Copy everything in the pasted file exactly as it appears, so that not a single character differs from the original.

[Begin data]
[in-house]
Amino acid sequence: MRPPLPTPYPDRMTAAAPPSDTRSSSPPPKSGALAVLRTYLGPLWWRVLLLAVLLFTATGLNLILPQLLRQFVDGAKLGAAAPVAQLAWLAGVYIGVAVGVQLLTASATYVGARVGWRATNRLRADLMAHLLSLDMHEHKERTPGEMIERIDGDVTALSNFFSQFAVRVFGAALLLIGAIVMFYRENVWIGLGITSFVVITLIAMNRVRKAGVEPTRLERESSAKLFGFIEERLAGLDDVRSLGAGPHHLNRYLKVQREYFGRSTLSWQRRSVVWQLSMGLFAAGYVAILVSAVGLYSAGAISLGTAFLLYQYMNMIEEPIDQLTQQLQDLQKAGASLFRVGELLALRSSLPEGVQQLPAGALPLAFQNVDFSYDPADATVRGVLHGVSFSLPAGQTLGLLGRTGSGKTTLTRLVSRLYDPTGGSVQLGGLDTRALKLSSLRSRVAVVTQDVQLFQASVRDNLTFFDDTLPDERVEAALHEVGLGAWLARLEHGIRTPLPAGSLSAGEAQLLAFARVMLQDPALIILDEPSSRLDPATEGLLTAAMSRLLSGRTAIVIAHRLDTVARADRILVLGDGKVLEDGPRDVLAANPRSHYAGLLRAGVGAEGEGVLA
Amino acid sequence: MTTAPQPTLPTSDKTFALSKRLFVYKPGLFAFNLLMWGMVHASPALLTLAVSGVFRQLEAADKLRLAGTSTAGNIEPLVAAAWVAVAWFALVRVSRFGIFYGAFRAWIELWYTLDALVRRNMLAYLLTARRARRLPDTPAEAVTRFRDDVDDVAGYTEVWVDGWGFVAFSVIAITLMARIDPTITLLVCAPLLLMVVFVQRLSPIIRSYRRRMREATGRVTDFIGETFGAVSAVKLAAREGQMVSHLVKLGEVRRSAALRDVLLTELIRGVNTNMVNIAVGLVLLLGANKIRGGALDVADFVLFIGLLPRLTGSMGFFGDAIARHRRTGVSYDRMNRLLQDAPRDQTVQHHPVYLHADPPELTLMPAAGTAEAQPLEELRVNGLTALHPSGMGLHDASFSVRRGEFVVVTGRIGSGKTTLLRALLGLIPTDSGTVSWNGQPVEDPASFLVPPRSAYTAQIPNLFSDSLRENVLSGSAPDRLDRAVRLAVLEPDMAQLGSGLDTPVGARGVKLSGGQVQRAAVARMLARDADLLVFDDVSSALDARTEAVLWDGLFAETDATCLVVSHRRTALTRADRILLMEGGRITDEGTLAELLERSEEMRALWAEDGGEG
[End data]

[in-house]
Amino acid sequence: MRPPLPTPYPDRMTAAAPPSDTRSSSPPPKSGALAVLRTYLGPLWWRVLLLAVLLFTATGLNLILPQLLRQFVDGAKLGAAAPVAQLAWLAGVYIGVAVGVQLLTASATYVGARVGWRATNRLRADLMAHLLSLDMHEHKERTPGEMIERIDGDVTALSNFFSQFAVRVFGAALLLIGAIVMFYRENVWIGLGITSFVVITLIAMNRVRKAGVEPTRLERESSAKLFGFIEERLAGLDDVRSLGAGPHHLNRYLKVQREYFGRSTLSWQRRSVVWQLSMGLFAAGYVAILVSAVGLYSAGAISLGTAFLLYQYMNMIEEPIDQLTQQLQDLQKAGASLFRVGELLALRSSLPEGVQQLPAGALPLAFQNVDFSYDPADATVRGVLHGVSFSLPAGQTLGLLGRTGSGKTTLTRLVSRLYDPTGGSVQLGGLDTRALKLSSLRSRVAVVTQDVQLFQASVRDNLTFFDDTLPDERVEAALHEVGLGAWLARLEHGIRTPLPAGSLSAGEAQLLAFARVMLQDPALIILDEPSSRLDPATEGLLTAAMSRLLSGRTAIVIAHRLDTVARADRILVLGDGKVLEDGPRDVLAANPRSHYAGLLRAGVGAEGEGVLA
Amino acid sequence: MTTAPQPTLPTSDKTFALSKRLFVYKPGLFAFNLLMWGMVHASPALLTLAVSGVFRQLEAADKLRLAGTSTAGNIEPLVAAAWVAVAWFALVRVSRFGIFYGAFRAWIELWYTLDALVRRNMLAYLLTARRARRLPDTPAEAVTRFRDDVDDVAGYTEVWVDGWGFVAFSVIAITLMARIDPTITLLVCAPLLLMVVFVQRLSPIIRSYRRRMREATGRVTDFIGETFGAVSAVKLAAREGQMVSHLVKLGEVRRSAALRDVLLTELIRGVNTNMVNIAVGLVLLLGANKIRGGALDVADFVLFIGLLPRLTGSMGFFGDAIARHRRTGVSYDRMNRLLQDAPRDQTVQHHPVYLHADPPELTLMPAAGTAEAQPLEELRVNGLTALHPSGMGLHDASFSVRRGEFVVVTGRIGSGKTTLLRALLGLIPTDSGTVSWNGQPVEDPASFLVPPRSAYTAQIPNLFSDSLRENVLSGSAPDRLDRAVRLAVLEPDMAQLGSGLDTPVGARGVKLSGGQVQRAAVARMLARDADLLVFDDVSSALDARTEAVLWDGLFAETDATCLVVSHRRTALTRADRILLMEGGRITDEGTLAELLERSEEMRALWAEDGGEG